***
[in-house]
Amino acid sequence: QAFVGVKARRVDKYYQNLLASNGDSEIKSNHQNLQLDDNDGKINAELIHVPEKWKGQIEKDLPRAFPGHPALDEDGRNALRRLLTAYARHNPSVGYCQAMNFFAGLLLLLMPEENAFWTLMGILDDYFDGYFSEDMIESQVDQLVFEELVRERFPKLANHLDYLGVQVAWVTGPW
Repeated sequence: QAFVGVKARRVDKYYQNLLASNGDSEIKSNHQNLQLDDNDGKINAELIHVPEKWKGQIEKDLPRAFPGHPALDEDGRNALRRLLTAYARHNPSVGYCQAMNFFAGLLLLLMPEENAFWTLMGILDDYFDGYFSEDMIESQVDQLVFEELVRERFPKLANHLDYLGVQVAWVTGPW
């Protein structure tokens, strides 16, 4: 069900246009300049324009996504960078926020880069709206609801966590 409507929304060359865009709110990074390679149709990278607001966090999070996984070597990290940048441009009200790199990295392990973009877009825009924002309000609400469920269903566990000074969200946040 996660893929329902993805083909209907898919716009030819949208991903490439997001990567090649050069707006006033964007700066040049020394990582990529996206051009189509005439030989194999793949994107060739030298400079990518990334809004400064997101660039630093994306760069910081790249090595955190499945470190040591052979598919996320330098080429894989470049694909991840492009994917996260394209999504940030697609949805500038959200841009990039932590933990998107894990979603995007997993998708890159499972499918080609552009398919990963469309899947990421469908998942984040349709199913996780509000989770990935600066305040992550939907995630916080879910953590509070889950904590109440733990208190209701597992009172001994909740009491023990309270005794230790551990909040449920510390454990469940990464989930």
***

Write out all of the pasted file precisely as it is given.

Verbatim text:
[in-house]
Amino acid sequence: QAFVGVKARRVDKYYQNLLASNGDSEIKSNHQNLQLDDNDGKINAELIHVPEKWKGQIEKDLPRAFPGHPALDEDGRNALRRLLTAYARHNPSVGYCQAMNFFAGLLLLLMPEENAFWTLMGILDDYFDGYFSEDMIESQVDQLVFEELVRERFPKLANHLDYLGVQVAWVTGPW
Repeated sequence: QAFVGVKARRVDKYYQNLLASNGDSEIKSNHQNLQLDDNDGKINAELIHVPEKWKGQIEKDLPRAFPGHPALDEDGRNALRRLLTAYARHNPSVGYCQAMNFFAGLLLLLMPEENAFWTLMGILDDYFDGYFSEDMIESQVDQLVFEELVRERFPKLANHLDYLGVQVAWVTGPW
């Protein structure tokens, strides 16, 4: 069900246009300049324009996504960078926020880069709206609801966590 409507929304060359865009709110990074390679149709990278607001966090999070996984070597990290940048441009009200790199990295392990973009877009825009924002309000609400469920269903566990000074969200946040 996660893929329902993805083909209907898919716009030819949208991903490439997001990567090649050069707006006033964007700066040049020394990582990529996206051009189509005439030989194999793949994107060739030298400079990518990334809004400064997101660039630093994306760069910081790249090595955190499945470190040591052979598919996320330098080429894989470049694909991840492009994917996260394209999504940030697609949805500038959200841009990039932590933990998107894990979603995007997993998708890159499972499918080609552009398919990963469309899947990421469908998942984040349709199913996780509000989770990935600066305040992550939907995630916080879910953590509070889950904590109440733990208190209701597992009172001994909740009491023990309270005794230790551990909040449920510390454990469940990464989930």